“There is no doubt that Kyrsten Sinema is the best Republican to come out of Arizona in years,” said Barrett Marson, an Arizona Republican operative.

Looking for another option

Some Democrats, meanwhile, were infuriated by Sinema’s remark on Monday that “control changes between the House and the Senate every couple of years” and that “it’s likely to change again in just a few weeks” — the opposite of the message the party is trying to drive as it labors to hold onto its bare majorities in both chambers.

“I mean you could be out there helping our candidates @SenatorSinema,” Rep. Ruben Gallego (D-Ariz.), who’s mused about challenging Sinema in the primary if she runs for reelection in 2024, tweeted on Monday. “But my sense is that you would actually prefer the Dems lose control of the Senate and House.”

Gallego added that he’d been “raising funds and encouraging people to come out and vote and I have seen you nowhere.”

That’s not entirely accurate. Sinema has given more than $140,000 to Democrats through her leadership PAC this cycle, according to campaign finance filings and a person familiar with the matter. Those contribution include $10,000 to Kelly, who’s up for reelection. She also sent several fundraising emails for Kelly, according to another person.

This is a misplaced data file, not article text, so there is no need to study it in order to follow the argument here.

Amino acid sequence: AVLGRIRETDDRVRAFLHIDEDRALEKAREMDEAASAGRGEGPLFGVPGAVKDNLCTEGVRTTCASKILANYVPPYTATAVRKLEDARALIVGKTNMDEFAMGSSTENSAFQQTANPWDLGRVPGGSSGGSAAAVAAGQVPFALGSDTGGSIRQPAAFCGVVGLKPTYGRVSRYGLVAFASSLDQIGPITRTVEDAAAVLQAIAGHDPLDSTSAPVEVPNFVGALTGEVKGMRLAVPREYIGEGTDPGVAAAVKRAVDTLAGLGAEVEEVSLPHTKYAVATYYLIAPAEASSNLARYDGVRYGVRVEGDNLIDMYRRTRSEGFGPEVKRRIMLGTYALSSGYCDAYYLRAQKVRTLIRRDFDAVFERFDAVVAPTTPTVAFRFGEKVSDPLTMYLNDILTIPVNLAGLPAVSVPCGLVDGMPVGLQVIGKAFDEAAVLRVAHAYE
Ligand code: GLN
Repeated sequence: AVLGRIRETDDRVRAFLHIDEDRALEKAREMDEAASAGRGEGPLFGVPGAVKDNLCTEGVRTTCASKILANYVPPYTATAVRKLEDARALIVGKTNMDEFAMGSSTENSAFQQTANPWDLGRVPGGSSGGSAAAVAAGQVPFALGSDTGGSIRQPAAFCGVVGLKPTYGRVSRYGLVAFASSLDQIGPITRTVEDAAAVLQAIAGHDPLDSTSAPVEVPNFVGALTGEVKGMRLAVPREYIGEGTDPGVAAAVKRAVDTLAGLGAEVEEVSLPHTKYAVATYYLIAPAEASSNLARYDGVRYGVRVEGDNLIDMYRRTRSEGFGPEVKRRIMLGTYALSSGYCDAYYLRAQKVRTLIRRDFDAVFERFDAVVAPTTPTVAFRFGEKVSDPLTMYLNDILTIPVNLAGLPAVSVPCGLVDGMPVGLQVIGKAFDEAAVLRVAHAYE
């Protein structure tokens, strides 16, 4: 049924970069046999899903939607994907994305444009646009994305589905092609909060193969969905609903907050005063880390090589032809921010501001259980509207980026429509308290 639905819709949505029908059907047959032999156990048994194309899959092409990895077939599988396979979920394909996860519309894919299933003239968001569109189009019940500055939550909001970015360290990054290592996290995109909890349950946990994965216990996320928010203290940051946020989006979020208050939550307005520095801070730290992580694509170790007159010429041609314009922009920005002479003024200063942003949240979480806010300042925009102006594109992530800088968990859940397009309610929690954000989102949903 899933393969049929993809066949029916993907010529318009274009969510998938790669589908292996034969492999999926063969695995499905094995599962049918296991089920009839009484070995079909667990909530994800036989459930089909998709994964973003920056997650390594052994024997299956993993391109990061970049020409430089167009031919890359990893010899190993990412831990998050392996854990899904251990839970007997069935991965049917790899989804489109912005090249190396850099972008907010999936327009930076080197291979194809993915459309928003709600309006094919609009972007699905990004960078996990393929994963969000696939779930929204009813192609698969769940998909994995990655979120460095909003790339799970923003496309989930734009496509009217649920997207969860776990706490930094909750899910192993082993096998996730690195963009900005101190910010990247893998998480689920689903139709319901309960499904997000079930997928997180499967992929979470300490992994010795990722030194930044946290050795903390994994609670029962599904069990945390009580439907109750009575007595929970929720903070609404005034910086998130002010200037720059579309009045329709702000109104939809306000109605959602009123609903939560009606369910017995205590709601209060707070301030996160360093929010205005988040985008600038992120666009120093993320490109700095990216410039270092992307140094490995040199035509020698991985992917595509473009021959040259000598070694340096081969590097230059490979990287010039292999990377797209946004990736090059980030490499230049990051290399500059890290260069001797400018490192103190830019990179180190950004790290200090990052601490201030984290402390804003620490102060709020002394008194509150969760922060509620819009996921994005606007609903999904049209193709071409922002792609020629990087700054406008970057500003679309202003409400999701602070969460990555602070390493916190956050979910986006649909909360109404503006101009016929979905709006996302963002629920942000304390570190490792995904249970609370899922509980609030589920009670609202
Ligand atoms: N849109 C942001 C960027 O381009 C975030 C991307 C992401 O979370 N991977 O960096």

But Sinema’s appearance with McConnell months after the Supreme Court overturned Roe v. Wade, making most abortions illegal in Arizona, was a poke in the eye to Democrats given McConnell’s pivotal role in confirming the conservative Supreme Court justices, said Alex Alvarez, the executive director of Progress Arizona, a nonprofit. It’s not a question of if she draws a primary challenger in 2024, he added, but how many Democrats will run against her if she runs.

“I think at this point Arizonans are looking for another option,” Alvarez said.

Democrats drive abortion rights message with Hispanic voters

The Congressional Hispanic Caucus’ PAC is debuting new videos in English and Spanish tying Republicans to the bill introduced by Sen. Lindsey O. Graham (R-S.C.) earlier this month to ban abortions nationwide after 15 weeks of pregnancy.

“Republicans must have been bingeing ‘Handmaid’s Tale” and decided, you know what, this sounds like a great idea,” a man says in the English version.

The videos are part of what Democrats have described as an effort to combat misinformation with Hispanic voters. The videos will be microtargeted at voters in two swing House districts: the one in which Rep. Yvette Herrell (R-N.M.) is running for reelection and an open seat in South Texas.

Senate Electoral Count Act bill faces critical test

The Senate bill to strengthen the Electoral Count Act, the 19th century law that governs Congress’ role in certifying presidential election results, will be considered by the Senate Rules Committee this afternoon, the final step for the bill before it heads to the floor for a vote.